This year Galicia's summer has been described in some newspapers I have read as "un verano irlandés": an Irish summer, unusually rainy. Clearly Ireland is seen generally as the place where it rains all the time. While it's true that the summer has not been a 100% success while we've been here - there have been some dull days and there has been rain - it seems fine to me. Of course, I am looking at it from the perspective of someone whose country goes on heat wave alert if they predict more that 22 degrees temperature. The locals here want it to be around 30 degrees if they are going to call it a "proper" summer.
On the plus side, and this even for those who complain about the lack of a "proper" summer, there have been no major forest fires around here. Last year the fire-fighting planes were out scooping up water from the bay at the end of June and the fires continued on and off throughout July and August.
In the UK I have known people be fined for dropping cigarette ends in the street. However, that's usually because they don't want you to litter the streets. And I believe it's an anti-littering bye-law that is applied. Here in Galicia, if you travel on the roads you see signs reminding you that there are fines for throwing cigarette ends out of the car window! Not litter this time but the chance that you might set fire to the countryside.
We may be having lots of sunshine here but my friend Isabel's Portuguese friend complained yesterday that it was cold when she left Oporto in the morning: 12 degrees and fog until she crossed into Galicia. Then the sky was suddenly clear and the temperature went up.
That fog can be tricky. There are reports of a section of road in the hills (only recently opened) having to be closed in some places because of accidents caused by fog. Now, I suspect that the road makers should have thought twice about building a fast road up there as it is well known that they get fog frequently.
We have had sea mist drifting backwards and forwards up the estuary since quite early this morning. So far it hasn't reached us. It has to get really thick and heavy to affect our bit of Vigo.
I hear that Merkel and Rajoy plan to walk some of the camino. Maybe they expect some divine guidance in running their countries. I hope they don't get lost like the young lady from Frankfort who got lost close to Finisterre and nearly fell of a cliff. She had to be rescued by emergency services.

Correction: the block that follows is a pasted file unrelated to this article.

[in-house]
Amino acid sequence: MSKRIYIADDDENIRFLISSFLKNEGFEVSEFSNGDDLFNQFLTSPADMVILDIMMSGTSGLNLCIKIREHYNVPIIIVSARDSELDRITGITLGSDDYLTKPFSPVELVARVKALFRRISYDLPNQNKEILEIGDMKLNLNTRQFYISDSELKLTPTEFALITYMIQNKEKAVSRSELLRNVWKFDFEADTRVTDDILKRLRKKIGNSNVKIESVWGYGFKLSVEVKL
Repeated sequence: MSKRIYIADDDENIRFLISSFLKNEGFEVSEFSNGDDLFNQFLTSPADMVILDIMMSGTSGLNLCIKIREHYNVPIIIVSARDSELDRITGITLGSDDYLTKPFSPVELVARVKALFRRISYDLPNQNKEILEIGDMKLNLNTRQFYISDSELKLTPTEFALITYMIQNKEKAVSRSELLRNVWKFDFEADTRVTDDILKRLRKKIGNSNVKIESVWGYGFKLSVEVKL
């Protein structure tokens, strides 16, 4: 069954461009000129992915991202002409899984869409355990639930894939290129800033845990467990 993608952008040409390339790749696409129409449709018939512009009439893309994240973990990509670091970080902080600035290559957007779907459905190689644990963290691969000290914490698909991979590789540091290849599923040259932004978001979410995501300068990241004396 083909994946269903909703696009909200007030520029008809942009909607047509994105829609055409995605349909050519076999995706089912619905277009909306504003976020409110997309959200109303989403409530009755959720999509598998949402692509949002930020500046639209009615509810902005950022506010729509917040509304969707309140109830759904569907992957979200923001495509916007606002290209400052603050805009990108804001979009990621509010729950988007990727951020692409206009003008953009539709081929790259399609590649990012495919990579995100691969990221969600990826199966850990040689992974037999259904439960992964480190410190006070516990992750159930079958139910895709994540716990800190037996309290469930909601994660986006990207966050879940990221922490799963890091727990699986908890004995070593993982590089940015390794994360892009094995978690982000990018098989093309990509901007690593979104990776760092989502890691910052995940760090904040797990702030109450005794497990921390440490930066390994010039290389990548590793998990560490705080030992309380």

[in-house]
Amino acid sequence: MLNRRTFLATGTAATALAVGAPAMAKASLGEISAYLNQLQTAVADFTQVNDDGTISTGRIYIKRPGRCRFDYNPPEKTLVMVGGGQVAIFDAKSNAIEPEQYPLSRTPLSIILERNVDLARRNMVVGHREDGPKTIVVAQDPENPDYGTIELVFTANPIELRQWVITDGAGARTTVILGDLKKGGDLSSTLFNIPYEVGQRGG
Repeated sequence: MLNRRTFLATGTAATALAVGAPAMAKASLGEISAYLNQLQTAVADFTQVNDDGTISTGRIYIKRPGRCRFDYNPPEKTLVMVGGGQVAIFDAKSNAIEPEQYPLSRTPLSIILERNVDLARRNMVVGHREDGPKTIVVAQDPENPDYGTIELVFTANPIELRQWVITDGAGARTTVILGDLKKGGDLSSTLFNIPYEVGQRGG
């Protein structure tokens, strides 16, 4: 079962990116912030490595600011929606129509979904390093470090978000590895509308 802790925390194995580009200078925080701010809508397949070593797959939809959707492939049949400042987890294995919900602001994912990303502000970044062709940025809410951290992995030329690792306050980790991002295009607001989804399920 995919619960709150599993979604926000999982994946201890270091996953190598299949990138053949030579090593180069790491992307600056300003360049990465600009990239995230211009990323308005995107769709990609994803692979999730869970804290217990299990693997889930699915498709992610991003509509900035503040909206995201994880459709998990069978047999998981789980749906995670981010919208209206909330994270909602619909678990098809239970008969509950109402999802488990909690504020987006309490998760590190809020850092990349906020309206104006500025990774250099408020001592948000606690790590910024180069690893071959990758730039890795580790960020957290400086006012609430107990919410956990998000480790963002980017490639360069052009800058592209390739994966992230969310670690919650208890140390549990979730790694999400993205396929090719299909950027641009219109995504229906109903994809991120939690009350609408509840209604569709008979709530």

And now here's a bit of nonsense from France? A certain Nadine Murano, formerly Minister for Families in Mr Sarkozy's government, I believe, has been saying that it is a French woman’s duty to wear a bikini on a beach.
I didn't know a woman's patriotism was judged according to her beach wear. If so, there are some very patriotic Spanish women, bravely baring bodies that no longer look their best in bikinis. But maybe it only applies to French women.
Seriously though, Ms Morano has provoked a political row by complaining that she had seen a Muslim woman sitting on a French beach in headscarf, long-sleeved tunic and trousers while her husband stripped off and bathed in the sea.
It seems she wrote on Facebook, “When you choose to come to a country of secular laws like France, you have an obligation to respect our culture and the liberty of women. Or you go somewhere else,”
Equally seriously, I don't think it's anyone's business how someone else dresses on the beach. surely everyone is free to dress as they choose. If I were to appear on a beach in France in my one-piece swimsuit would I be considered culturally offensive?
Talking about culturally offensive, our ears continue to be assaulted by women who talk loudly, and I say this as a woman who can natter with the best of them. There was a bunch of them in a cafe where we stopped late this morning. All of them talked at once - no surprise there - but one in particular had that kind of fast-speaking, harsh-toned style that simply grates on the ears. They need a special zone in the cafe.
As do the smokers. Hopefully, the laws regarding smoking in bars will be adapted some time in the future to insist on a section of the terrace reserved for them. The presence of hardened chain smokers can take away all the pleasure of sipping a drink on the terrace.
And then there are the men who shout on the street. This afternoon we were treated to a full-scale row down on the street in front of our flats. We are too high to hear what they were arguing about but it was pretty fierce. Sticks and car repair tools of various kinds were wielded. A good deal of pushing and chasing was involved. One man kind of strolled around the bunch with a fierce-looking dog. But unless it appears in the paper and I accidentally come across it, we'll never know what it was all about.
All is quiet again now, thank goodness.